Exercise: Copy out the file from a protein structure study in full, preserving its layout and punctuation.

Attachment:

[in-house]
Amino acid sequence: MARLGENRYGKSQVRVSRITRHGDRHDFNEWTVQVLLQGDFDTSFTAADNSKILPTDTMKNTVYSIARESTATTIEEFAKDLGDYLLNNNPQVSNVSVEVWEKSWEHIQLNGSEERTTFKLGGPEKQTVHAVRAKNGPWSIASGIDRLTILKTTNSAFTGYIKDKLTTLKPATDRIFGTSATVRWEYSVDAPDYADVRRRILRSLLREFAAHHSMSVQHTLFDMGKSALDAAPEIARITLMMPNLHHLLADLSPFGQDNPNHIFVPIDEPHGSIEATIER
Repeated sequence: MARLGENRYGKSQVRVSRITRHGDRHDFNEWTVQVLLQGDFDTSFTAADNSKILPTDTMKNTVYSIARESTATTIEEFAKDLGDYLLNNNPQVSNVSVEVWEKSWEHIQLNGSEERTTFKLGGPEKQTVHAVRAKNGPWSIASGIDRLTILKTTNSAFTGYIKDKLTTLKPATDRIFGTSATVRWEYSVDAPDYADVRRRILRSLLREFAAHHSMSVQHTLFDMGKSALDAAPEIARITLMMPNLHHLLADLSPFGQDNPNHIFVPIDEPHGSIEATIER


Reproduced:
[in-house]
Amino acid sequence: MARLGENRYGKSQVRVSRITRHGDRHDFNEWTVQVLLQGDFDTSFTAADNSKILPTDTMKNTVYSIARESTATTIEEFAKDLGDYLLNNNPQVSNVSVEVWEKSWEHIQLNGSEERTTFKLGGPEKQTVHAVRAKNGPWSIASGIDRLTILKTTNSAFTGYIKDKLTTLKPATDRIFGTSATVRWEYSVDAPDYADVRRRILRSLLREFAAHHSMSVQHTLFDMGKSALDAAPEIARITLMMPNLHHLLADLSPFGQDNPNHIFVPIDEPHGSIEATIER
Repeated sequence: MARLGENRYGKSQVRVSRITRHGDRHDFNEWTVQVLLQGDFDTSFTAADNSKILPTDTMKNTVYSIARESTATTIEEFAKDLGDYLLNNNPQVSNVSVEVWEKSWEHIQLNGSEERTTFKLGGPEKQTVHAVRAKNGPWSIASGIDRLTILKTTNSAFTGYIKDKLTTLKPATDRIFGTSATVRWEYSVDAPDYADVRRRILRSLLREFAAHHSMSVQHTLFDMGKSALDAAPEIARITLMMPNLHHLLADLSPFGQDNPNHIFVPIDEPHGSIEATIER